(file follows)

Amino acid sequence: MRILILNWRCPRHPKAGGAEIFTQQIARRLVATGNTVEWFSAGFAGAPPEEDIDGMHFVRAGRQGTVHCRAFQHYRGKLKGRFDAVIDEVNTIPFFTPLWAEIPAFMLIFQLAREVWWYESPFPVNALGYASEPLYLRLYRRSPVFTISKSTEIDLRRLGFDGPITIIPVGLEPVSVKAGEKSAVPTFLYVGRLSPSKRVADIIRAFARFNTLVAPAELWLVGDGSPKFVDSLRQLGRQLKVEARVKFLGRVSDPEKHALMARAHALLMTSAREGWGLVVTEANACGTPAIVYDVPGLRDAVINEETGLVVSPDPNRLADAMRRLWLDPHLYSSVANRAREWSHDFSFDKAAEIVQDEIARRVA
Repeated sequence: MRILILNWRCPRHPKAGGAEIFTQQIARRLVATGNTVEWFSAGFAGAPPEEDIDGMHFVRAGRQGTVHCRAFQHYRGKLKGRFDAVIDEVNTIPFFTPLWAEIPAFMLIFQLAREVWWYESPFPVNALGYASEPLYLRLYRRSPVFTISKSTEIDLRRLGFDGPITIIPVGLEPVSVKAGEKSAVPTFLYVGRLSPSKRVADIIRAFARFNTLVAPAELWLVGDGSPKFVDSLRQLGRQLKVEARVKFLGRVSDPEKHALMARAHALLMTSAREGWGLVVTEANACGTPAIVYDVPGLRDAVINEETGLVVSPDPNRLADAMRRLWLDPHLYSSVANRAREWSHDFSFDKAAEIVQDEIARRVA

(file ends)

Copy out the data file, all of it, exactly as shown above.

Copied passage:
Amino acid sequence: MRILILNWRCPRHPKAGGAEIFTQQIARRLVATGNTVEWFSAGFAGAPPEEDIDGMHFVRAGRQGTVHCRAFQHYRGKLKGRFDAVIDEVNTIPFFTPLWAEIPAFMLIFQLAREVWWYESPFPVNALGYASEPLYLRLYRRSPVFTISKSTEIDLRRLGFDGPITIIPVGLEPVSVKAGEKSAVPTFLYVGRLSPSKRVADIIRAFARFNTLVAPAELWLVGDGSPKFVDSLRQLGRQLKVEARVKFLGRVSDPEKHALMARAHALLMTSAREGWGLVVTEANACGTPAIVYDVPGLRDAVINEETGLVVSPDPNRLADAMRRLWLDPHLYSSVANRAREWSHDFSFDKAAEIVQDEIARRVA
Repeated sequence: MRILILNWRCPRHPKAGGAEIFTQQIARRLVATGNTVEWFSAGFAGAPPEEDIDGMHFVRAGRQGTVHCRAFQHYRGKLKGRFDAVIDEVNTIPFFTPLWAEIPAFMLIFQLAREVWWYESPFPVNALGYASEPLYLRLYRRSPVFTISKSTEIDLRRLGFDGPITIIPVGLEPVSVKAGEKSAVPTFLYVGRLSPSKRVADIIRAFARFNTLVAPAELWLVGDGSPKFVDSLRQLGRQLKVEARVKFLGRVSDPEKHALMARAHALLMTSAREGWGLVVTEANACGTPAIVYDVPGLRDAVINEETGLVVSPDPNRLADAMRRLWLDPHLYSSVANRAREWSHDFSFDKAAEIVQDEIARRVA